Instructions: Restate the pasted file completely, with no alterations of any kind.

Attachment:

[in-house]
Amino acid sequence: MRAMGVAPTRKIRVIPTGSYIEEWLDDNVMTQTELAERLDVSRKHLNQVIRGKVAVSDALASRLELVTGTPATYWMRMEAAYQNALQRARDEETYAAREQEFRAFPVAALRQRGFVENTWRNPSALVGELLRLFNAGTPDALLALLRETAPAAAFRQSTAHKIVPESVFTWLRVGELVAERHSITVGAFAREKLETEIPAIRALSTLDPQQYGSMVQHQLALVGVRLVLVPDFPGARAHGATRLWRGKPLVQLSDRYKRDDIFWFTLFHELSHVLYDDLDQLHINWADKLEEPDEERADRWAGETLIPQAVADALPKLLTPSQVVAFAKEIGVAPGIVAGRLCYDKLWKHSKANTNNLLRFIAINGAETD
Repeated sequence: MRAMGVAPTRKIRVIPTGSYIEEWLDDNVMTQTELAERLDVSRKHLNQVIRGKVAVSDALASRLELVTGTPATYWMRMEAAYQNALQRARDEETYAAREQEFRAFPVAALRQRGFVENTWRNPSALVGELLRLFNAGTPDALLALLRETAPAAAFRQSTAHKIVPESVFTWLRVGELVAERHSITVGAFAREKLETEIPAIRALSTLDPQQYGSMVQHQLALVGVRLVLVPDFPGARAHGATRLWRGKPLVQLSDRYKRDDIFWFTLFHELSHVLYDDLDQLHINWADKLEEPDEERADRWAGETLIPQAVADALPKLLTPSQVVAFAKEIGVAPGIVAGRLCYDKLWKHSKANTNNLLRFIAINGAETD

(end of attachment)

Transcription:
[in-house]
Amino acid sequence: MRAMGVAPTRKIRVIPTGSYIEEWLDDNVMTQTELAERLDVSRKHLNQVIRGKVAVSDALASRLELVTGTPATYWMRMEAAYQNALQRARDEETYAAREQEFRAFPVAALRQRGFVENTWRNPSALVGELLRLFNAGTPDALLALLRETAPAAAFRQSTAHKIVPESVFTWLRVGELVAERHSITVGAFAREKLETEIPAIRALSTLDPQQYGSMVQHQLALVGVRLVLVPDFPGARAHGATRLWRGKPLVQLSDRYKRDDIFWFTLFHELSHVLYDDLDQLHINWADKLEEPDEERADRWAGETLIPQAVADALPKLLTPSQVVAFAKEIGVAPGIVAGRLCYDKLWKHSKANTNNLLRFIAINGAETD
Repeated sequence: MRAMGVAPTRKIRVIPTGSYIEEWLDDNVMTQTELAERLDVSRKHLNQVIRGKVAVSDALASRLELVTGTPATYWMRMEAAYQNALQRARDEETYAAREQEFRAFPVAALRQRGFVENTWRNPSALVGELLRLFNAGTPDALLALLRETAPAAAFRQSTAHKIVPESVFTWLRVGELVAERHSITVGAFAREKLETEIPAIRALSTLDPQQYGSMVQHQLALVGVRLVLVPDFPGARAHGATRLWRGKPLVQLSDRYKRDDIFWFTLFHELSHVLYDDLDQLHINWADKLEEPDEERADRWAGETLIPQAVADALPKLLTPSQVVAFAKEIGVAPGIVAGRLCYDKLWKHSKANTNNLLRFIAINGAETD